We need someone coming up with a plug-n-play solution that anyone can buy and run. The Casa Node was promising, but expensive. They stopped manufacturing it.
Keep in mind this topic is not about 'getting a node without setup needed'. It's about getting it done as cheap as possible. These things completely contradict each other.

If you want someone to build your node, you will have to pay them. There's no such thing as a free lunch!
So the easiest way to save money on a project like this is to do it yourself.

We can compare it quite well when looking at the The Bitcoin Machine. It was shown multiple times in that thread how it can be built yourself 1:1 for much less.

Since they build it for you, you pay $429.
If you buy their case for $100 and build the rest yourself (1:1 identical machine), it costs ~$300.
If you get a cheaper case and build the rest yourself (no screen, maybe less cool), it costs ~$240.
You can shave off almost $200 by DIYing.

There is no way someone will sell you a pre-made node in a box at less than multiple hundred bucks, because the parts needed for a plug-n-play solution that anyone can buy and run alone cost $150+, then there's labour, taxes, shipping, company costs, and you're looking at at least $300.

If you're still interested in paying this amount of money, that's not a problem. Maybe check Nodes in a Box thread. However this topic is about getting it done as cheap as humanly possible so there's no budget for paying a company to build you your device.

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October 10, 2021, 05:33:43 PM
 #10

it can even be free if you have old hardware lying around.
For the most part, you're right but we have to also consider its bandwidth usage [depending on where you live and the type of internet plan that you have, it could come close to or even exceed the amount you've mentioned on the subject field].

If the machine you acquired, doesn't meet those specs, you can in many cases just add more RAM or swap the hard drive.
Without going into details, I would like to mention a couple of things to "newbies":

  • There's no problem with changing/upgrading your hard drive with another type [keep the old one], but never do a straight swap!
  • Don't go out there and purchase the cheapest one [make sure they're compatible first].

RAM: 4GB - 8GB
Not sure if the ones you've listed are the minimum requirements or not, but on "this page" it says 2GB while on "this one" it's 1GB.

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October 10, 2021, 07:14:51 PM
 #11

it can even be free if you have old hardware lying around.
For the most part, you're right but we have to also consider its bandwidth usage [depending on where you live and the type of internet plan that you have, it could come close to or even exceed the amount you've mentioned on the subject field].
You're right - I made the (maybe wrong) assumption that everyone these days has an unlimited data plan anyway. If it's a huge issue though; it should be possible to do IBD in a place with free internet like a friend who has unlimited data plan, then bring the node home. If you aren't able to serve many GB of data to the network, Core can be configured so that it's still useful to you (e.g. when running ElectrumX as well => privacy) with minimal data downloads per month. At ~1.5MB/block, just downloading new blocks and not seeding should be 6,480MB per month / 6GB per month.

RAM: 4GB - 8GB
Not sure if the ones you've listed are the minimum requirements or not, but on "this page" it says 2GB while on "this one" it's 1GB.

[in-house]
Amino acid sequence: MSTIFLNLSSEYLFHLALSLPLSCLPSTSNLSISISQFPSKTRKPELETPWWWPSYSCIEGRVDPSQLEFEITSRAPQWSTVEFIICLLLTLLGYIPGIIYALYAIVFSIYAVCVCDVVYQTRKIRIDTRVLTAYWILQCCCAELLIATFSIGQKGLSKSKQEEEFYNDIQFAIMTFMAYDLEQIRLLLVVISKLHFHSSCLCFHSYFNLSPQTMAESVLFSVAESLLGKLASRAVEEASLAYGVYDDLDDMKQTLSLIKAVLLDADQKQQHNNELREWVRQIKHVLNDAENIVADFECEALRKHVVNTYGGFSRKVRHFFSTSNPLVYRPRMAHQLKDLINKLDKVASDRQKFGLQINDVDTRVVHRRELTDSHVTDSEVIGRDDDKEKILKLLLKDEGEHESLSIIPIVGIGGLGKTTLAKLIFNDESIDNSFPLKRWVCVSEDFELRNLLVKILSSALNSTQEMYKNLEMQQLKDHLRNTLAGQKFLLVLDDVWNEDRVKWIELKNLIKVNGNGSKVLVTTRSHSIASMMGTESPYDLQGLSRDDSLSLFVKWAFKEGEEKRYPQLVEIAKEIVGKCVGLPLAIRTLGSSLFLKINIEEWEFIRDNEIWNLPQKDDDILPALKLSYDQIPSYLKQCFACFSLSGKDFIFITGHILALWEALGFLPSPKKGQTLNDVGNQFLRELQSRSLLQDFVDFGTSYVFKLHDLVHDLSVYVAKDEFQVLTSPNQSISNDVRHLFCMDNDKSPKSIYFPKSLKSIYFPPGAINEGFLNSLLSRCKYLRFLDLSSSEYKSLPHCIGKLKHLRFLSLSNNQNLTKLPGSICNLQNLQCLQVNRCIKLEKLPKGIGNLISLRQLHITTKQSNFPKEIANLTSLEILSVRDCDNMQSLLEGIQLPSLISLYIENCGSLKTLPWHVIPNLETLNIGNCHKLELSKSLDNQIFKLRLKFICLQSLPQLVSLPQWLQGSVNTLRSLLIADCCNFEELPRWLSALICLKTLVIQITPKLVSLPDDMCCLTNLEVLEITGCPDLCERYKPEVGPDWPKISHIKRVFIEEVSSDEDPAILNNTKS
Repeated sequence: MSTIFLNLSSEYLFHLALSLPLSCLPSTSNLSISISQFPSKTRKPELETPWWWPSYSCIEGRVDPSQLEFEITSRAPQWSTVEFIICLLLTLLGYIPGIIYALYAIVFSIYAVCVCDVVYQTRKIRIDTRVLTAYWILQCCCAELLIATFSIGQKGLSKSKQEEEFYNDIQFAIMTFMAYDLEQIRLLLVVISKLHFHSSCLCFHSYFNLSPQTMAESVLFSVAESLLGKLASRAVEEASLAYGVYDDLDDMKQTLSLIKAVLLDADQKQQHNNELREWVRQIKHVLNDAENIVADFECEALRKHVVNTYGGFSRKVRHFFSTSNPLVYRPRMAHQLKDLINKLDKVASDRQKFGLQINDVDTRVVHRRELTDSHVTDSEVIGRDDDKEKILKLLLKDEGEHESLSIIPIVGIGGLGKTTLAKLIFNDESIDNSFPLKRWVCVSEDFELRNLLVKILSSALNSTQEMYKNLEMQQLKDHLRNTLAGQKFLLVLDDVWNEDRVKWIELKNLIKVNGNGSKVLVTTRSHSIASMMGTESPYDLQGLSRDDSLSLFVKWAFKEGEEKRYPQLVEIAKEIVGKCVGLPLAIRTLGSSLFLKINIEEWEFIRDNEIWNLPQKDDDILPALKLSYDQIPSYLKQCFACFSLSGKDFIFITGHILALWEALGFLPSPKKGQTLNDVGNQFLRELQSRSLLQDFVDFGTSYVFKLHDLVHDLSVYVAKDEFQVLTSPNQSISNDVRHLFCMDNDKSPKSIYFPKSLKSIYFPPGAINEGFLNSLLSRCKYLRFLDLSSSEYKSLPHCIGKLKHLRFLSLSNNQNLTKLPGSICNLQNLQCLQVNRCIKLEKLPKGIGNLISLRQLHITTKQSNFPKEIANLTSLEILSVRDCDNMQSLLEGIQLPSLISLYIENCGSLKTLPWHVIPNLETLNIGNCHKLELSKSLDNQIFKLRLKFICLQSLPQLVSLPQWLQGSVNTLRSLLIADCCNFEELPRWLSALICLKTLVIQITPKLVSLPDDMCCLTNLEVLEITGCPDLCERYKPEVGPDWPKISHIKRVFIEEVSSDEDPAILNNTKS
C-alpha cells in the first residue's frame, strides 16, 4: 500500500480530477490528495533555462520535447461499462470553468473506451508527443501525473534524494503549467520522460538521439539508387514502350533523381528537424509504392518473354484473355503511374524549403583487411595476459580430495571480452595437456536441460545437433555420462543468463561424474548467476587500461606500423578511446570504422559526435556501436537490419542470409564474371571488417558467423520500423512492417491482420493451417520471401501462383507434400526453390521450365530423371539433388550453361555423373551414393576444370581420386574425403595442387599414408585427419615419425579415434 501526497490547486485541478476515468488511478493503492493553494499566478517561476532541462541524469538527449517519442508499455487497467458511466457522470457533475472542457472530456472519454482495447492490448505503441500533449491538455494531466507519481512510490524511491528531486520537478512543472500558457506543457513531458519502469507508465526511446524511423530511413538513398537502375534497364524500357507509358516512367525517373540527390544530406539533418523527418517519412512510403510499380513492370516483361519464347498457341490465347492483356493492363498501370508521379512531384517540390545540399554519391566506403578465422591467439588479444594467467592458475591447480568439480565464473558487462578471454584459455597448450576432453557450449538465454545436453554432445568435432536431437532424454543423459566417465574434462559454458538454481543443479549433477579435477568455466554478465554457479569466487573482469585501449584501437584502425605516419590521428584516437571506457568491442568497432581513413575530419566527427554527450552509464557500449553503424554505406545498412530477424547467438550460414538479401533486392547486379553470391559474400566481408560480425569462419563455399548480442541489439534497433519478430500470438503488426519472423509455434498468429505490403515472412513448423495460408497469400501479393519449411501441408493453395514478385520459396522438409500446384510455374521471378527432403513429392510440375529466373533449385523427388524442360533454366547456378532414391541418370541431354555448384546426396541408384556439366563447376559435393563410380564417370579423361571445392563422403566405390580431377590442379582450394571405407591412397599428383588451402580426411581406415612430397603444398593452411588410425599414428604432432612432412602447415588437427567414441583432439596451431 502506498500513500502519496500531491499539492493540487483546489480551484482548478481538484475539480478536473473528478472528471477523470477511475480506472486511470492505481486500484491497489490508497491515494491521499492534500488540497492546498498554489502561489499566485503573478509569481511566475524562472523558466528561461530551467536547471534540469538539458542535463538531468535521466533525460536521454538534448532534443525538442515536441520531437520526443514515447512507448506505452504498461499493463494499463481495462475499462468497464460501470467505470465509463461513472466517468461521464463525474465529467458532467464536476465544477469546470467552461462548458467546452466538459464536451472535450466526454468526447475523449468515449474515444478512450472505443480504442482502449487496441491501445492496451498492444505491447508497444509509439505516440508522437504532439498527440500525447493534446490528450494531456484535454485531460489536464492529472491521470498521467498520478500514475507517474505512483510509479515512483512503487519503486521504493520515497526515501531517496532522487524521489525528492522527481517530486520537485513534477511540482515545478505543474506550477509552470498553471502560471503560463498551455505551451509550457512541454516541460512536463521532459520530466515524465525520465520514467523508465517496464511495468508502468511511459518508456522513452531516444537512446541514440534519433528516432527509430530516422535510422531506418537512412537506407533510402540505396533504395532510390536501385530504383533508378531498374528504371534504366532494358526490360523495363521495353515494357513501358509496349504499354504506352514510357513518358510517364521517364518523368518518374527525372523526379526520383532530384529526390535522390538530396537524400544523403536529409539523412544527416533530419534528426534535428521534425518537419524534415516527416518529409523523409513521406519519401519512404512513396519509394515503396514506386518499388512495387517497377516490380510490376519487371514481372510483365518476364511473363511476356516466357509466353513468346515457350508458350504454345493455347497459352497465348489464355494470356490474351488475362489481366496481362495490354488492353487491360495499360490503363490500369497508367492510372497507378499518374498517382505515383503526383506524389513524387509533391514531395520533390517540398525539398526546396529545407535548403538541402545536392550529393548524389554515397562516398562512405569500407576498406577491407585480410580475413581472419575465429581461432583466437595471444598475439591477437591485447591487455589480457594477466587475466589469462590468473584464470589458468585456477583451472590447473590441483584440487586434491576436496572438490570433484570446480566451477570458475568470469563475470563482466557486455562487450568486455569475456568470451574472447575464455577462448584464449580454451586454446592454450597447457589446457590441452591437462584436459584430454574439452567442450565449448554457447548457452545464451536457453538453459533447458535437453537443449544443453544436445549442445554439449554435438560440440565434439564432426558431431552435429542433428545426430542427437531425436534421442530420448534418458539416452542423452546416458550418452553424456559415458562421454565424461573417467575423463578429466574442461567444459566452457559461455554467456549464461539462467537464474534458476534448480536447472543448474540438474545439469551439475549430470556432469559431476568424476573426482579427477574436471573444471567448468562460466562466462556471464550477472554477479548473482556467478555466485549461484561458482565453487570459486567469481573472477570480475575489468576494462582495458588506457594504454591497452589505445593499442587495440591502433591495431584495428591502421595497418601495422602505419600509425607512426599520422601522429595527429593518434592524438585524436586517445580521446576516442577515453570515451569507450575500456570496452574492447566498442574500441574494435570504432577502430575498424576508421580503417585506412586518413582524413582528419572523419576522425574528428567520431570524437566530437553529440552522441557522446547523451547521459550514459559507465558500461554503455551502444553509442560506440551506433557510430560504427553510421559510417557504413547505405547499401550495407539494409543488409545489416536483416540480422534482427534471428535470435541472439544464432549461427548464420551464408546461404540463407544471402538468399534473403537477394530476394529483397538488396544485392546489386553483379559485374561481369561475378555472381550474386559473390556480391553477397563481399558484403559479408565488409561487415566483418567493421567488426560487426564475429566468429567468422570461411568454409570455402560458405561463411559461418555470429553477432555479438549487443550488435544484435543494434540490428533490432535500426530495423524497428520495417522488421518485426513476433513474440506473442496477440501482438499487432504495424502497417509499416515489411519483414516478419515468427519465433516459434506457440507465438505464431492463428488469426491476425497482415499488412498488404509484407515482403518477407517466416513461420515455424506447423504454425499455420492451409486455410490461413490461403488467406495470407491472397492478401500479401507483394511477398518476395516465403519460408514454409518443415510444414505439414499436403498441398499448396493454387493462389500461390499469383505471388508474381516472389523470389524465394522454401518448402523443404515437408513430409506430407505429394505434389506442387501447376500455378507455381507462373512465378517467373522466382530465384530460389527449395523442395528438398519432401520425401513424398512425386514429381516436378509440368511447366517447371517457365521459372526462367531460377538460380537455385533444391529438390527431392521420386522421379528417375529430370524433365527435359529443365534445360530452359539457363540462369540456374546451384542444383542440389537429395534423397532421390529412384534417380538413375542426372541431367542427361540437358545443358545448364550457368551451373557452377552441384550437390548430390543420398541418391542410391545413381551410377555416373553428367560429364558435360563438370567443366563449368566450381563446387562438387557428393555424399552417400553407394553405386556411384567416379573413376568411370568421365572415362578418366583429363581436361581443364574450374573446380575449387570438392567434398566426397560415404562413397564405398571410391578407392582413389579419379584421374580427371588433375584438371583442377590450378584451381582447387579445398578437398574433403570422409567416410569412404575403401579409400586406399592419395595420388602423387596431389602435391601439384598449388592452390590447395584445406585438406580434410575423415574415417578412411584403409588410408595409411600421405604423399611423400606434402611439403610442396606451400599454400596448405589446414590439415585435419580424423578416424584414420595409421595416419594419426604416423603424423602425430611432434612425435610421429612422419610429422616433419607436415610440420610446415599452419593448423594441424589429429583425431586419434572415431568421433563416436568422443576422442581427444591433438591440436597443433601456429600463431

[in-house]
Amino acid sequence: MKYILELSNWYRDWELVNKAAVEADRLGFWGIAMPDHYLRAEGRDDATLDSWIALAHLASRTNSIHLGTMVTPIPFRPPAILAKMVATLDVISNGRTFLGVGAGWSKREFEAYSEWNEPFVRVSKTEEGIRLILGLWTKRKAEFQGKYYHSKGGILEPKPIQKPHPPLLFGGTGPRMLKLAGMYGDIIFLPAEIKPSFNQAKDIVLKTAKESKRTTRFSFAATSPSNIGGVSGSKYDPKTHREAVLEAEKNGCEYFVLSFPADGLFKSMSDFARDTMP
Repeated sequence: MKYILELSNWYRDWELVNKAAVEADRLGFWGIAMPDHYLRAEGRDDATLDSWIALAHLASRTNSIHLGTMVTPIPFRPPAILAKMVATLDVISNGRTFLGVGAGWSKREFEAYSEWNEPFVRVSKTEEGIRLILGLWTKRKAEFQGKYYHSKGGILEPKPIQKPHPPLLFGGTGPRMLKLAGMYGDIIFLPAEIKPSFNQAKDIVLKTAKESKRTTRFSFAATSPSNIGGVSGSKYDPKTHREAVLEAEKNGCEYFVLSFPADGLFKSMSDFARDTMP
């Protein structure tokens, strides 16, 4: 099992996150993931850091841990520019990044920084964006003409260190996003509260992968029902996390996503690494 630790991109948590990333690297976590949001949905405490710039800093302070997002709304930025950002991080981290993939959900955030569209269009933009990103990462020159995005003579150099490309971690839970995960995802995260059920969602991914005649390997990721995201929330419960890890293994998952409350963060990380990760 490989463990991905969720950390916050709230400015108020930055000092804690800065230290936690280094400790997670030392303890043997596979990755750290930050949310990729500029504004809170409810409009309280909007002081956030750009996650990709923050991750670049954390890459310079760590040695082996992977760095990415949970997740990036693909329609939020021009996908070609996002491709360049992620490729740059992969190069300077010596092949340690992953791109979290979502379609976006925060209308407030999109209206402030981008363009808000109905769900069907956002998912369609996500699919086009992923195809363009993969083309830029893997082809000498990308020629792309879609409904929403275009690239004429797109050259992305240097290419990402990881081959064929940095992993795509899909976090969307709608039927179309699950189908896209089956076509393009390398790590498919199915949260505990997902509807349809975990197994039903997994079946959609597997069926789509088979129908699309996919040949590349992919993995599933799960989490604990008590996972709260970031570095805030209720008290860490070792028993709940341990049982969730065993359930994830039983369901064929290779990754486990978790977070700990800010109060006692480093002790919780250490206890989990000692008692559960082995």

From my experience, it doesn't make much sense to use less than 4GB since 4GB is very cheap to buy and it's much better in terms of performance than 2GB. I actually tried it once on a VPS and it was using swap like crazy Cheesy You don't really want to rely this hard on swap if you're already pushing disk I/O like you are during initial block download.. Grin

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October 11, 2021, 11:21:51 AM
Merited by vapourminer (1), n0nce (1)
 #12

From my experience, it doesn't make much sense to use less than 4GB since 4GB is very cheap to buy and it's much better in terms of performance than 2GB. I actually tried it once on a VPS and it was using swap like crazy Cheesy

You could prevent aggressive swap it if you reduce dbcache value (on Bitcoin Core) and swappiness value (on the OS). If you only need to run OS and Bitcoin Core, 1GB can do the job.

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October 15, 2021, 02:46:21 PM
Merited by LoyceV (4)
 #13

From my experience, it doesn't make much sense to use less than 4GB since 4GB is very cheap to buy and it's much better in terms of performance than 2GB. I actually tried it once on a VPS and it was using swap like crazy Cheesy

You could prevent aggressive swap it if you reduce dbcache value (on Bitcoin Core) and swappiness value (on the OS). If you only need to run OS and Bitcoin Core, 1GB can do the job.

I'm not sure aobut dbcache since I haven't used it yet; so I don't know in which range it should be, but I'll look into it in the future for sure.

For now, I would like to share my experience with a node that I've setup a few days ago. It is one of my nodes that needed a bit of maintenance; it was quite cluttered and had outdated software so I rebuilt it from scratch. I will also post a guide about it soon (OpenSUSE node walkthrough).
The hardware is a laptop motherboard with 4GB RAM and 2 500GB HDDs.
After it had taken almost a week to achieve ~40% sync, it was going super slow; around 1-2% a day, so I thought it may be a good idea to just plop in a second stick of RAM and see if it does anything. I kind of expected something to happen, but I was astonished at the speed it was going at afterwards! The HDD arm was moving much less now (audible difference); I suspect it was swapping a ton before, and the log was literally flying.

Here's a graph of some measurements I took; I let you guys guess at which point in time I upgraded the node from 4GB to 8GB Cheesy



The speed at which it's going, makes me think it should be able to do a full sync in 2 days or so (from scratch); even though it's using a HDD.